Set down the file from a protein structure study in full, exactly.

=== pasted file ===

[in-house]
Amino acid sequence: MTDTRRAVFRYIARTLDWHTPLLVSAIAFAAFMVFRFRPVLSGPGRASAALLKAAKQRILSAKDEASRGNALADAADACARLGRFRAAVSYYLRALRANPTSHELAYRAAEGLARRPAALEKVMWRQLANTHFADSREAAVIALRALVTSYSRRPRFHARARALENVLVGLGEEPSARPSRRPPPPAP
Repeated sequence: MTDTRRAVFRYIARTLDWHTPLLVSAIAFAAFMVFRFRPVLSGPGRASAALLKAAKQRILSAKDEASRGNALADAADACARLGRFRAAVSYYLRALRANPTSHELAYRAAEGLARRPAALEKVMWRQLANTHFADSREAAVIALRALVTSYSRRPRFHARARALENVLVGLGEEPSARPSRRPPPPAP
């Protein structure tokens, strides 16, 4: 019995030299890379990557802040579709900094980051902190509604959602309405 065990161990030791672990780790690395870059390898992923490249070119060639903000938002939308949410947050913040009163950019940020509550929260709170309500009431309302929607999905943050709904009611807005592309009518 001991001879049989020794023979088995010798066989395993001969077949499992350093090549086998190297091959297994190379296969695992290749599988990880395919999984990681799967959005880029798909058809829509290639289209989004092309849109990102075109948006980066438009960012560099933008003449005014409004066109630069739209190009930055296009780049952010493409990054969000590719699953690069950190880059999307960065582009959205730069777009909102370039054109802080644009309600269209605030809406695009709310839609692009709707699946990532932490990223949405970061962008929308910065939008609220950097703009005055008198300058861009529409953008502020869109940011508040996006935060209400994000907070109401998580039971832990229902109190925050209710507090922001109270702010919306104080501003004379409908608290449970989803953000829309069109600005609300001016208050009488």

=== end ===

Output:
[in-house]
Amino acid sequence: MTDTRRAVFRYIARTLDWHTPLLVSAIAFAAFMVFRFRPVLSGPGRASAALLKAAKQRILSAKDEASRGNALADAADACARLGRFRAAVSYYLRALRANPTSHELAYRAAEGLARRPAALEKVMWRQLANTHFADSREAAVIALRALVTSYSRRPRFHARARALENVLVGLGEEPSARPSRRPPPPAP
Repeated sequence: MTDTRRAVFRYIARTLDWHTPLLVSAIAFAAFMVFRFRPVLSGPGRASAALLKAAKQRILSAKDEASRGNALADAADACARLGRFRAAVSYYLRALRANPTSHELAYRAAEGLARRPAALEKVMWRQLANTHFADSREAAVIALRALVTSYSRRPRFHARARALENVLVGLGEEPSARPSRRPPPPAP
């Protein structure tokens, strides 16, 4: 019995030299890379990557802040579709900094980051902190509604959602309405 065990161990030791672990780790690395870059390898992923490249070119060639903000938002939308949410947050913040009163950019940020509550929260709170309500009431309302929607999905943050709904009611807005592309009518 001991001879049989020794023979088995010798066989395993001969077949499992350093090549086998190297091959297994190379296969695992290749599988990880395919999984990681799967959005880029798909058809829509290639289209989004092309849109990102075109948006980066438009960012560099933008003449005014409004066109630069739209190009930055296009780049952010493409990054969000590719699953690069950190880059999307960065582009959205730069777009909102370039054109802080644009309600269209605030809406695009709310839609692009709707699946990532932490990223949405970061962008929308910065939008609220950097703009005055008198300058861009529409953008502020869109940011508040996006935060209400994000907070109401998580039971832990229902109190925050209710507090922001109270702010919306104080501003004379409908608290449970989803953000829309069109600005609300001016208050009488």